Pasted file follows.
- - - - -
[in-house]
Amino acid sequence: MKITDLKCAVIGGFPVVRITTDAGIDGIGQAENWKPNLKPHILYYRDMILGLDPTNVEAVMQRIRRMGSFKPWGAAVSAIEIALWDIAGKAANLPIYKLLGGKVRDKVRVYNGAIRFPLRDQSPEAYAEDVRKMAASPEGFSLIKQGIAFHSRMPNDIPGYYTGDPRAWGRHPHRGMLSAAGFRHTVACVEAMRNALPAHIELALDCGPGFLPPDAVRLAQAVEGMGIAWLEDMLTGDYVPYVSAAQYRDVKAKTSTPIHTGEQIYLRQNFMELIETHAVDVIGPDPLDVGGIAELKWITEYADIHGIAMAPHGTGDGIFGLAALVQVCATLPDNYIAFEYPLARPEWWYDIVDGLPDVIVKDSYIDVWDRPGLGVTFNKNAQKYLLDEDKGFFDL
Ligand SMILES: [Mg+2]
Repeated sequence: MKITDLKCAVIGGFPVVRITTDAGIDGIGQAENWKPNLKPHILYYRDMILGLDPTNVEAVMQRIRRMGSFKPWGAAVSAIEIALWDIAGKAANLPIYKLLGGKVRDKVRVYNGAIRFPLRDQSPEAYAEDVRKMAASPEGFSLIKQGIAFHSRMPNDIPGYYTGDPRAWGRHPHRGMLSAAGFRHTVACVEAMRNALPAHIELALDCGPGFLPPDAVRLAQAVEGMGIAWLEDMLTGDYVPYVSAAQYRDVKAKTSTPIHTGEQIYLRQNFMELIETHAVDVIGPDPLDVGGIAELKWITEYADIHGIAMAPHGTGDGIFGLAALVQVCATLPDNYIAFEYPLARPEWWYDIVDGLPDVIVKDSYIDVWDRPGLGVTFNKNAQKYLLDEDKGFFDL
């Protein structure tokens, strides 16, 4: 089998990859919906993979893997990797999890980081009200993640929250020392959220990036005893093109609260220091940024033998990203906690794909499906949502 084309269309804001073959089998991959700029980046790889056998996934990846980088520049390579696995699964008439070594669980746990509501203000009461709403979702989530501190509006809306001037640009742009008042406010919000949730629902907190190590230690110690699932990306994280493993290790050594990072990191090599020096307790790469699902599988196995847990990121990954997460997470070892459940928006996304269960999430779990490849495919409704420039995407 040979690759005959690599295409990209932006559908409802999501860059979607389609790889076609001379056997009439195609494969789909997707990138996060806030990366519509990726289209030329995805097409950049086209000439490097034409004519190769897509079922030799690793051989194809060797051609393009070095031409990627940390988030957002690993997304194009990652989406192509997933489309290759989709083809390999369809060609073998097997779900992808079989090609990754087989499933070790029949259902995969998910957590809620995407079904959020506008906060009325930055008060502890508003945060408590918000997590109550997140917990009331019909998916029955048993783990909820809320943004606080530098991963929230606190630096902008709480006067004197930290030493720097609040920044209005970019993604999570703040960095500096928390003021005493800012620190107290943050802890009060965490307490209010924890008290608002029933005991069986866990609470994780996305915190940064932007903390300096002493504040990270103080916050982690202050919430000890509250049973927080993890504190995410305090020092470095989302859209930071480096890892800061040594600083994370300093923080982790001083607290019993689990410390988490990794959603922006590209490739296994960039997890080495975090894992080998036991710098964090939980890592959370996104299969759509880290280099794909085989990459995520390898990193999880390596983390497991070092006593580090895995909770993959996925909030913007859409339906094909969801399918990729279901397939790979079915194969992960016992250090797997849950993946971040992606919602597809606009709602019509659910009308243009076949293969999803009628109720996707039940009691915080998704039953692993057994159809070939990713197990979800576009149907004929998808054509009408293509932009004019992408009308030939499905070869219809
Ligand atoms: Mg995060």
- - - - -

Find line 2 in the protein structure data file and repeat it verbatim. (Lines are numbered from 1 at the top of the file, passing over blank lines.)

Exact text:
Amino acid sequence: MKITDLKCAVIGGFPVVRITTDAGIDGIGQAENWKPNLKPHILYYRDMILGLDPTNVEAVMQRIRRMGSFKPWGAAVSAIEIALWDIAGKAANLPIYKLLGGKVRDKVRVYNGAIRFPLRDQSPEAYAEDVRKMAASPEGFSLIKQGIAFHSRMPNDIPGYYTGDPRAWGRHPHRGMLSAAGFRHTVACVEAMRNALPAHIELALDCGPGFLPPDAVRLAQAVEGMGIAWLEDMLTGDYVPYVSAAQYRDVKAKTSTPIHTGEQIYLRQNFMELIETHAVDVIGPDPLDVGGIAELKWITEYADIHGIAMAPHGTGDGIFGLAALVQVCATLPDNYIAFEYPLARPEWWYDIVDGLPDVIVKDSYIDVWDRPGLGVTFNKNAQKYLLDEDKGFFDL